[JURIST] The British government is willing to help the United States close the Guantanamo Bay [JURIST news archive] military prison by accepting some released prisoners who have no previous connection to the UK, the Times reported Thursday. The paper quoted unnamed officials who indicated that the Foreign Office was the department most supportive of the position, although accepting non-UK detainees for resettlement may pose immigration and other problems affecting other government ministries. UK officials said previously they might consider accepting detainees on a case-by-case basis [JURIST report], and that may still be the case, but the officials quoted in the Times appeared to endorse a more pro-active policy in assisting the new US administration as it moves towards eventual closure of the controversial facility. Britain's opposition Conservative Party has urged the government [Independent report] to clarify its position.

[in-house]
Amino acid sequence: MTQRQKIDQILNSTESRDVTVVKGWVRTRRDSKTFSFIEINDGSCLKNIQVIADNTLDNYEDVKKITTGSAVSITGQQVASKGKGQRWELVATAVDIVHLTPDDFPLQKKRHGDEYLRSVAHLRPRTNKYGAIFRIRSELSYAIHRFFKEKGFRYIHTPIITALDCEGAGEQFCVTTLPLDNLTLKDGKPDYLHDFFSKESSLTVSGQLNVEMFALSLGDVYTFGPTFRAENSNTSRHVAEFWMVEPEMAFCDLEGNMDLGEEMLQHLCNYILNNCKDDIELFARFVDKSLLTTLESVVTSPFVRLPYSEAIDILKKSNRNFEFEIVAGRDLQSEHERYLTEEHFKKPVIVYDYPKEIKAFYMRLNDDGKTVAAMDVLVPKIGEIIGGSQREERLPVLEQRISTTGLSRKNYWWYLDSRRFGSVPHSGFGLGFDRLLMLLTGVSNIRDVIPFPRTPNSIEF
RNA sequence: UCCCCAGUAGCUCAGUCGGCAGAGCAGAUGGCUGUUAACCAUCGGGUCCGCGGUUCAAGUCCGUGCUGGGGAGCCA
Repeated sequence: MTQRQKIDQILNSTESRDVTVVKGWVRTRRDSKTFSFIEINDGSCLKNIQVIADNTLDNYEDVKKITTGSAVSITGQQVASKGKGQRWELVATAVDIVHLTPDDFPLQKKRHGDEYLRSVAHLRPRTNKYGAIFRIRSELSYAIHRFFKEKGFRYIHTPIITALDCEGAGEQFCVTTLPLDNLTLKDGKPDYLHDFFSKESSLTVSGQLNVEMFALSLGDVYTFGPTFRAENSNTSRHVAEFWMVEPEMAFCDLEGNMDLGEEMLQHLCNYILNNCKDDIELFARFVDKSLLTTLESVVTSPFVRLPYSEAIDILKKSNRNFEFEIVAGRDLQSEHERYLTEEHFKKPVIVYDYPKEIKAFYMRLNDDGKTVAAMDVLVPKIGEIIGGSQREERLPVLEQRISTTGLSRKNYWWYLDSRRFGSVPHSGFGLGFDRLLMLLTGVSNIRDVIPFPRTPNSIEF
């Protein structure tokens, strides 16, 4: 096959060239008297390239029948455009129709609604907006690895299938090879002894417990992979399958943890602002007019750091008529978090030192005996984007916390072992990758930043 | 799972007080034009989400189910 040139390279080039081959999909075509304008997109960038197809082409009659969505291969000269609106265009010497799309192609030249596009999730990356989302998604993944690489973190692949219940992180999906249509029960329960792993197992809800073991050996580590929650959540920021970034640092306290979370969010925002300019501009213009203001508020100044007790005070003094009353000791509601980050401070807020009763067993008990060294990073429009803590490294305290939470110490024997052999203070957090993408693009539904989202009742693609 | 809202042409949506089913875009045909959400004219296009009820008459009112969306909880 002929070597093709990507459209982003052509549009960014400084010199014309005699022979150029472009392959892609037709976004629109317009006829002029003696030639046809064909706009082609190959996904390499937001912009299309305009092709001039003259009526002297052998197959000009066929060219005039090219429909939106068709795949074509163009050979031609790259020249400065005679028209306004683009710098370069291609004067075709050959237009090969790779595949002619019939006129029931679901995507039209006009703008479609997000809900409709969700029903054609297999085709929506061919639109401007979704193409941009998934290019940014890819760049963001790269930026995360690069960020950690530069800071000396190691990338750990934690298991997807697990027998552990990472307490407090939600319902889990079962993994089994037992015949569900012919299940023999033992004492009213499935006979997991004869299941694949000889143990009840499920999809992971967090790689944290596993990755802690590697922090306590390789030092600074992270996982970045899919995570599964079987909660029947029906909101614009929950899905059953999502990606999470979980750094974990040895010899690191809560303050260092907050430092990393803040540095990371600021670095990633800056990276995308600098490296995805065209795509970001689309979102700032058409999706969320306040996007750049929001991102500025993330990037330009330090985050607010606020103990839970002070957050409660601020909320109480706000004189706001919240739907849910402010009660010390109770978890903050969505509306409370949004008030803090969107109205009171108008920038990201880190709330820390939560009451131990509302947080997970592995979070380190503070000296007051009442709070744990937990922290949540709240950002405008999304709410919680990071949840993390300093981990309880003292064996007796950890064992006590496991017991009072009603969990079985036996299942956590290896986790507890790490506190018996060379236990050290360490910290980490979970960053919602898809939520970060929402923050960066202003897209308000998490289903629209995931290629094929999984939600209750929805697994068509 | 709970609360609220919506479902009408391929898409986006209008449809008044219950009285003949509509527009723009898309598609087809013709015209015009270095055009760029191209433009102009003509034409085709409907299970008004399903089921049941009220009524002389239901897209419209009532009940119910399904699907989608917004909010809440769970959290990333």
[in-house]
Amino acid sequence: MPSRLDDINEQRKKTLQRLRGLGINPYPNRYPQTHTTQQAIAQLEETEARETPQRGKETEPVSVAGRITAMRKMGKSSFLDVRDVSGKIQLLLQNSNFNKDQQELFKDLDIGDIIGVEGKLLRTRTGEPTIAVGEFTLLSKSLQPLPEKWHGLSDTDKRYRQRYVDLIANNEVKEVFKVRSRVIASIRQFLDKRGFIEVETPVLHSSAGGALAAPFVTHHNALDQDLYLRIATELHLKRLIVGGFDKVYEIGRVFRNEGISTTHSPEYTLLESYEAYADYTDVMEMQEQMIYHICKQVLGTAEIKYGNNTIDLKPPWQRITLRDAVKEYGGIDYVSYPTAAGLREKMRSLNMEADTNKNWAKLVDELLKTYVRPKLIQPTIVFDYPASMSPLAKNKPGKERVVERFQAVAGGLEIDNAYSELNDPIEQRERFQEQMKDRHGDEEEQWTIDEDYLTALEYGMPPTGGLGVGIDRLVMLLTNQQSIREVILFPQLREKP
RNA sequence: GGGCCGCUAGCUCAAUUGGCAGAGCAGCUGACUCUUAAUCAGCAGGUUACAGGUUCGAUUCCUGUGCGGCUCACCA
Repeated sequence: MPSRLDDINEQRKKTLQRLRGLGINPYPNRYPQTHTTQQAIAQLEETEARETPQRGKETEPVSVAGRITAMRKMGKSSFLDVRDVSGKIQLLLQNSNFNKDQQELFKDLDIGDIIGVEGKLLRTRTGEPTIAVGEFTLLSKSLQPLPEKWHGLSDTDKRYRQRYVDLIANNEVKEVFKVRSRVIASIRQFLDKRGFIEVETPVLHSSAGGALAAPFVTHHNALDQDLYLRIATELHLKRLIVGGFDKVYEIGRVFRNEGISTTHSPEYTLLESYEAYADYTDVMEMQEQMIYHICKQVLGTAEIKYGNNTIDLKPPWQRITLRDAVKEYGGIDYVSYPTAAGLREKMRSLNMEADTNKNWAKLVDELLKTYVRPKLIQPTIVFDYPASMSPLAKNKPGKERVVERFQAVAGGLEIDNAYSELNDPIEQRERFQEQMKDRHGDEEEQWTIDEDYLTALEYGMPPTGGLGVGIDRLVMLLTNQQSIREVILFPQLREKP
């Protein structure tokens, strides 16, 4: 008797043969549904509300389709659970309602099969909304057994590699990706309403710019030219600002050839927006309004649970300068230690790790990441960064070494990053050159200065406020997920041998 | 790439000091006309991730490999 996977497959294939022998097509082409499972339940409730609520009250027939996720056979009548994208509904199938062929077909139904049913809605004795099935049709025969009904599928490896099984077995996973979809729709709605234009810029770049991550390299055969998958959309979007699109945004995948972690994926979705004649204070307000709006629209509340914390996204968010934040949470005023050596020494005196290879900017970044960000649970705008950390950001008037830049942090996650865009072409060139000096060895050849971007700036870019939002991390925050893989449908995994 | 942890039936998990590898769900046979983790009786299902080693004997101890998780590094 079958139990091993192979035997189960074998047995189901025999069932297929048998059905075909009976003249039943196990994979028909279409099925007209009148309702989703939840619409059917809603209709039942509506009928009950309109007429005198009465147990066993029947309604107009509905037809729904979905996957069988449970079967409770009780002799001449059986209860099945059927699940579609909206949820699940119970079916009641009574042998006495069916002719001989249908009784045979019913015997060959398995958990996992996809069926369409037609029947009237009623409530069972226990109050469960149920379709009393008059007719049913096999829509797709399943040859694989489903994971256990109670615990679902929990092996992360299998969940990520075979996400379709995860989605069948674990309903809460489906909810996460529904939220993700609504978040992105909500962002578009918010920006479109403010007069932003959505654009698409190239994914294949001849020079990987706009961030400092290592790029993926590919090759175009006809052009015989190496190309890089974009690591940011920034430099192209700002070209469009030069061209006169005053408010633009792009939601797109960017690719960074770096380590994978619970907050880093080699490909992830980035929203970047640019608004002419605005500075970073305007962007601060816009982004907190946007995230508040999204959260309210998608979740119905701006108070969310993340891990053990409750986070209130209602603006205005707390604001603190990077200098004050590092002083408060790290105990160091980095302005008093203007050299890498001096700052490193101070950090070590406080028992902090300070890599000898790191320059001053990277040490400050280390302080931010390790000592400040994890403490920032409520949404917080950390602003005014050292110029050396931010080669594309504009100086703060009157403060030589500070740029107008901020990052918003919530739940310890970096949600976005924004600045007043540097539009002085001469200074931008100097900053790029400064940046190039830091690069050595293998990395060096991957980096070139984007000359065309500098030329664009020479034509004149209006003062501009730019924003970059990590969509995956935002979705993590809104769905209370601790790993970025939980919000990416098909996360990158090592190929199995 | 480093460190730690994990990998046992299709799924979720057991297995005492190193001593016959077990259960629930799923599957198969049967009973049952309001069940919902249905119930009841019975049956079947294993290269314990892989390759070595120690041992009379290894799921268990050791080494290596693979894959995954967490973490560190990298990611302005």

Germany and Portugal [JURIST reports] have already said they will consider taking in released Guantanamo detainees, and have encouraged all EU member states to cooperate in formulating a plan for accepting prisoners who cannot be returned to their homelands because of risk of torture. On December 18, US Secretary of Defense Robert Gates ordered the Pentagon to draft a proposal for shutting down [press release; JURIST report] the military prison at Guantanamo Bay in preparation for a possible order from President-elect Barack Obama. The US government has reportedly been in contact with some 100 foreign governments asking them to consider taking in detainees who it says cannot be returned to their home states. Last Tuesday, US State Department Spokesman Sean McCormack called the European response to the need to relocate detainees "quite encouraging" [press conference transcript], although some EU states have been notably reticent [JURIST report].